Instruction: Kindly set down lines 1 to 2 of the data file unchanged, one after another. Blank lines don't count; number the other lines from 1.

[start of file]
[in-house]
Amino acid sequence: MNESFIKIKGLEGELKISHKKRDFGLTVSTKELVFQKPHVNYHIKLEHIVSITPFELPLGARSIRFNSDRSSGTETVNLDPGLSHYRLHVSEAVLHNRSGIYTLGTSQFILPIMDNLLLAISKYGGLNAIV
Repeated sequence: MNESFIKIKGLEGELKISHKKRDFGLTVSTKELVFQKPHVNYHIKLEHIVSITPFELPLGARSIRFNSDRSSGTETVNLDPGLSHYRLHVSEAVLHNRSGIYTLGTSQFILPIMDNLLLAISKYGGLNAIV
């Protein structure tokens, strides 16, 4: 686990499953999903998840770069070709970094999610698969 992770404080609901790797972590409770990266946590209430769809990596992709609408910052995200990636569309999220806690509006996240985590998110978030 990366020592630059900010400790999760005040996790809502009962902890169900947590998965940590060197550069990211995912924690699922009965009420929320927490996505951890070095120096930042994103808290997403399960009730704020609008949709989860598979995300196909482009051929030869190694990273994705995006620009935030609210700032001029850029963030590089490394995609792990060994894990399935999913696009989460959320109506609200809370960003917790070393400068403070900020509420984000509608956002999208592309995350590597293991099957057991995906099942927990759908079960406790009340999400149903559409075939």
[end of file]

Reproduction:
[in-house]
Amino acid sequence: MNESFIKIKGLEGELKISHKKRDFGLTVSTKELVFQKPHVNYHIKLEHIVSITPFELPLGARSIRFNSDRSSGTETVNLDPGLSHYRLHVSEAVLHNRSGIYTLGTSQFILPIMDNLLLAISKYGGLNAIV